Collaboration is a little like taking twenty fourth graders back in time. We were the fourth graders. But we were also the bumbling chaperone. The teacher, counting heads and recounting, making sure to not leave anyone behind.
It’s a little like time traveling when we write drafts together. We lose track of which self is the author, which self is the reader, because we were at all times both.
Collaboration is a little like being seized by a giant eagle and trusting that your partner will be there to save you.
It is one of the scariest things we’ve done as writers. It’s forced us to let go of control over our work, forced us to share our writing in its newest, rawest form. But it is also the most fun.
Collaboration gives us permission to be playful with our writing and to write in ways we normally wouldn’t. When we know we have a partner there to assure us (or to fix the story when it’s become completely bonkers) we feel freer to experiment.
“Of All the Infinite Possibilities” began as a stress dream.
It became a way to cope with stressing.
When we shared, it changed.
It evolved and evolved and evolved.
It’s one of twelve stories we’ve written together. The stories were all written in the same way, by trading a draft back and forth until one of us found an ending. Until we forgot which words were Melissa’s and which were Dana’s.
Until our two selves merged—strangely, newly—into an ‘I.’
We stress-dream we come in late, and in pajamas.
We dream the syllabus is burning, that we couldn’t take attendance, that our classroom can’t be found, doesn’t exist.
We dream our students turn to wolves. They encircle us, and we are standing tip-toe on our desks as the room seems to get smaller and smaller.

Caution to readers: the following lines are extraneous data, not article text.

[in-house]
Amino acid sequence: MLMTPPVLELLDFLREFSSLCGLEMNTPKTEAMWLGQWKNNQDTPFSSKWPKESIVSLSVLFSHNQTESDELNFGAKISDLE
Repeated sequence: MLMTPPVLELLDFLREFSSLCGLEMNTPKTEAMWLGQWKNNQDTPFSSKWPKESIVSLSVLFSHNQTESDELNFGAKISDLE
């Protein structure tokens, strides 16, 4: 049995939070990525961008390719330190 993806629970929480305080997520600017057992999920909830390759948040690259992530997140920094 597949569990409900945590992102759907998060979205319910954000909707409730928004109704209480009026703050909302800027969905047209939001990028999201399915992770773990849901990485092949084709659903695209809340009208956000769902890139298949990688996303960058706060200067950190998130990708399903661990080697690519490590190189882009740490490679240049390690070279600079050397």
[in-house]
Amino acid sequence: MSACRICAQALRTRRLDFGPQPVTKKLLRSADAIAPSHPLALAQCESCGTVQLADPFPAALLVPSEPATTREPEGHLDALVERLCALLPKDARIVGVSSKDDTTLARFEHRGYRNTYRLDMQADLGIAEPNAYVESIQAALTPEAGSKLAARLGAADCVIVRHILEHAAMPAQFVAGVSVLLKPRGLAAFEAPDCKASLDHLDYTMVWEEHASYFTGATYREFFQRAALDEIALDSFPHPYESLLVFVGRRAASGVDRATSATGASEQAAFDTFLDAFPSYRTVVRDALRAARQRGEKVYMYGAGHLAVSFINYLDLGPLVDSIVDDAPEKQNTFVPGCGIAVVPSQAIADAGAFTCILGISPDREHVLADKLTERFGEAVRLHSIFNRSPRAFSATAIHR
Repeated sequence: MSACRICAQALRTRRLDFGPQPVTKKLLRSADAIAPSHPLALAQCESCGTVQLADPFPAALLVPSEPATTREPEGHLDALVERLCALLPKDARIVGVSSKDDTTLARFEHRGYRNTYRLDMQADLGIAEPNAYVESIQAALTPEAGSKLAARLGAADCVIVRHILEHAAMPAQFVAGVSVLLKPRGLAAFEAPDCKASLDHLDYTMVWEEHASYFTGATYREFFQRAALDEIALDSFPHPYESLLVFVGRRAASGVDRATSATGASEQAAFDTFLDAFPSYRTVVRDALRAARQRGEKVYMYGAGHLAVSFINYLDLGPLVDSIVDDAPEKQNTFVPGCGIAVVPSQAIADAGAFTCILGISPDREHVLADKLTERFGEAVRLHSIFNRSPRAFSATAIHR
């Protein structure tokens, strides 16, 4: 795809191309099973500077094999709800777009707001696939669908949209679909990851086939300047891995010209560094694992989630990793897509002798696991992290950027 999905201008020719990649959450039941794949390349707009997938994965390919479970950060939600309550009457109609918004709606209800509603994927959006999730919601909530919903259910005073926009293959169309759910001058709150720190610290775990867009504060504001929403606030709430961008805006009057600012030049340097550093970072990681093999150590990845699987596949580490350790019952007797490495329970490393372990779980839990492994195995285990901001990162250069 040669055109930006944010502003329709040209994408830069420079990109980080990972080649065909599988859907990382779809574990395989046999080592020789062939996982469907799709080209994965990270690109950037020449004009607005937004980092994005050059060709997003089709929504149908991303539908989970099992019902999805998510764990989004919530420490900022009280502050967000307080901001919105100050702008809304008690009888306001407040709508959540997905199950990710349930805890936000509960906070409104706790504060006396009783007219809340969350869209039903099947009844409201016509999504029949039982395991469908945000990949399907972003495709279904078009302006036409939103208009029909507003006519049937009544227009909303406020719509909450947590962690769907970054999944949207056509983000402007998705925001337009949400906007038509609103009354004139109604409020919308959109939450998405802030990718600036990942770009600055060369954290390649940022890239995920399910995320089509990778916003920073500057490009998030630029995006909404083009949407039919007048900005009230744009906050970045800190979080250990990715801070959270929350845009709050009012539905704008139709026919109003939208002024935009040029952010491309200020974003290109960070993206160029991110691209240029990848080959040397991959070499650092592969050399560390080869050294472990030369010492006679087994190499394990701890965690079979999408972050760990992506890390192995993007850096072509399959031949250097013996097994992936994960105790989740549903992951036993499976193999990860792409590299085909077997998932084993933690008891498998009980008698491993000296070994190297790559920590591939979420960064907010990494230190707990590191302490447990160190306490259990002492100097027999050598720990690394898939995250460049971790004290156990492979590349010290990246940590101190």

We dream we’re showing our eight-year-old students a video that suddenly becomes inappropriate. We try to pause it, try to turn off the projector, but nothing is working. We wonder if we should throw ourselves across the screen. The kids are hearing the curse word, seeing the blood, and I can do nothing to stop it.
Some of these are metaphors but most of these are not.
We wrote this story exploring (our somewhat incurable) imposter syndrome.
About how terrifying/thrilling/unbelievable/excellent/awful it is to be THE teacher, the one with THE answers. Or at the very least, the one at the front of the room.
About how wild it is to not know, to experiment, to take risks as a teacher—how wonderful and impossible it is to predict the ecosystem of the classroom.
How desperate we were to keep their attention.
How eager we were to engage.
How much we wanted them to like it.
Collaboration is like that too.
DANA DIEHL is the author of Our Dreams Might Align (Splice UK, 2018) and the collaborative collection, The Classroom (Gold Wake Press, 2019). Her chapbook, TV Girls, won the 2017-2018 New Delta Review Chapbook prize, judged by Chen Chen. She earned her MFA in Fiction at Arizona State University. She lives in Tucson.
MELISSA GOODRICH is the author of the collaborative collection The Classroom (2019), the story collection Daughters of Monsters (2019), and the poetry chapbook IF YOU WHAT (2012). Her stories have appeared in American Short Fiction, The Kenyon Review Online, Passages North, PANK, and others. Find her at melissa-goodrich.com and tweeting @good_rib.